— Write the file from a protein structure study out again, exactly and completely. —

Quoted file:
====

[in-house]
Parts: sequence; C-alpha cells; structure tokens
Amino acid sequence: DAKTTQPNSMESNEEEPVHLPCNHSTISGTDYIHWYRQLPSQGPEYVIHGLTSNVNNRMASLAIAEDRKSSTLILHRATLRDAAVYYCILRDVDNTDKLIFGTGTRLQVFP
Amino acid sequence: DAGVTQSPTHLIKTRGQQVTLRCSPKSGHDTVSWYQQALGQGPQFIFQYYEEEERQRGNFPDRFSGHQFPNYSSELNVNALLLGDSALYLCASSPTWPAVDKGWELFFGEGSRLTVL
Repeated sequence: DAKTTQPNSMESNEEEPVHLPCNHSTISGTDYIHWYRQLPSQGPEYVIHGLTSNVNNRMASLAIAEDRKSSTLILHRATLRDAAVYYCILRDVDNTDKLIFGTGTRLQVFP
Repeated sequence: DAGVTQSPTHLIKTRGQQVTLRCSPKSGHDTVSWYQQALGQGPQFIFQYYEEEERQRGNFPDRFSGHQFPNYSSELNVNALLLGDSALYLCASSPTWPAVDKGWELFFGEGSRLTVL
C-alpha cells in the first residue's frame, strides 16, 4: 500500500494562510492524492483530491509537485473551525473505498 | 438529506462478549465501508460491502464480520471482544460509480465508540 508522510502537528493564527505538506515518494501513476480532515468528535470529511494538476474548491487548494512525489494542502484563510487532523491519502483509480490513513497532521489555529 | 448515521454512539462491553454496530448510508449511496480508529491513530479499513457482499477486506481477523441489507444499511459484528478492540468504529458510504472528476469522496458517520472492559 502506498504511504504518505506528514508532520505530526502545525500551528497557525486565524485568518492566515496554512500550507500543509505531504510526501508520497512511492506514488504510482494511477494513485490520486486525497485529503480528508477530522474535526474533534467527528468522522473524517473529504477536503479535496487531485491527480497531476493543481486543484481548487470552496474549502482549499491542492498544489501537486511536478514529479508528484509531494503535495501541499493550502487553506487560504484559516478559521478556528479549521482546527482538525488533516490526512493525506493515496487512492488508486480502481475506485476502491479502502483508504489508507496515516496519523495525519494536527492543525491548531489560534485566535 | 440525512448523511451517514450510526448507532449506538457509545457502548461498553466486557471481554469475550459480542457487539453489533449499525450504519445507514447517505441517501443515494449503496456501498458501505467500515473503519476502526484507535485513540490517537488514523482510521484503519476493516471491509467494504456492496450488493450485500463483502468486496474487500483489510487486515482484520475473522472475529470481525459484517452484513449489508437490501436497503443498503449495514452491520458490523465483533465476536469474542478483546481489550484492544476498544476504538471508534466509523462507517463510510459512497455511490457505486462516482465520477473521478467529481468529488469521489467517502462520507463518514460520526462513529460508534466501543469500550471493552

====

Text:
[in-house]
Parts: sequence; C-alpha cells; structure tokens
Amino acid sequence: DAKTTQPNSMESNEEEPVHLPCNHSTISGTDYIHWYRQLPSQGPEYVIHGLTSNVNNRMASLAIAEDRKSSTLILHRATLRDAAVYYCILRDVDNTDKLIFGTGTRLQVFP
Amino acid sequence: DAGVTQSPTHLIKTRGQQVTLRCSPKSGHDTVSWYQQALGQGPQFIFQYYEEEERQRGNFPDRFSGHQFPNYSSELNVNALLLGDSALYLCASSPTWPAVDKGWELFFGEGSRLTVL
Repeated sequence: DAKTTQPNSMESNEEEPVHLPCNHSTISGTDYIHWYRQLPSQGPEYVIHGLTSNVNNRMASLAIAEDRKSSTLILHRATLRDAAVYYCILRDVDNTDKLIFGTGTRLQVFP
Repeated sequence: DAGVTQSPTHLIKTRGQQVTLRCSPKSGHDTVSWYQQALGQGPQFIFQYYEEEERQRGNFPDRFSGHQFPNYSSELNVNALLLGDSALYLCASSPTWPAVDKGWELFFGEGSRLTVL
C-alpha cells in the first residue's frame, strides 16, 4: 500500500494562510492524492483530491509537485473551525473505498 | 438529506462478549465501508460491502464480520471482544460509480465508540 508522510502537528493564527505538506515518494501513476480532515468528535470529511494538476474548491487548494512525489494542502484563510487532523491519502483509480490513513497532521489555529 | 448515521454512539462491553454496530448510508449511496480508529491513530479499513457482499477486506481477523441489507444499511459484528478492540468504529458510504472528476469522496458517520472492559 502506498504511504504518505506528514508532520505530526502545525500551528497557525486565524485568518492566515496554512500550507500543509505531504510526501508520497512511492506514488504510482494511477494513485490520486486525497485529503480528508477530522474535526474533534467527528468522522473524517473529504477536503479535496487531485491527480497531476493543481486543484481548487470552496474549502482549499491542492498544489501537486511536478514529479508528484509531494503535495501541499493550502487553506487560504484559516478559521478556528479549521482546527482538525488533516490526512493525506493515496487512492488508486480502481475506485476502491479502502483508504489508507496515516496519523495525519494536527492543525491548531489560534485566535 | 440525512448523511451517514450510526448507532449506538457509545457502548461498553466486557471481554469475550459480542457487539453489533449499525450504519445507514447517505441517501443515494449503496456501498458501505467500515473503519476502526484507535485513540490517537488514523482510521484503519476493516471491509467494504456492496450488493450485500463483502468486496474487500483489510487486515482484520475473522472475529470481525459484517452484513449489508437490501436497503443498503449495514452491520458490523465483533465476536469474542478483546481489550484492544476498544476504538471508534466509523462507517463510510459512497455511490457505486462516482465520477473521478467529481468529488469521489467517502462520507463518514460520526462513529460508534466501543469500550471493552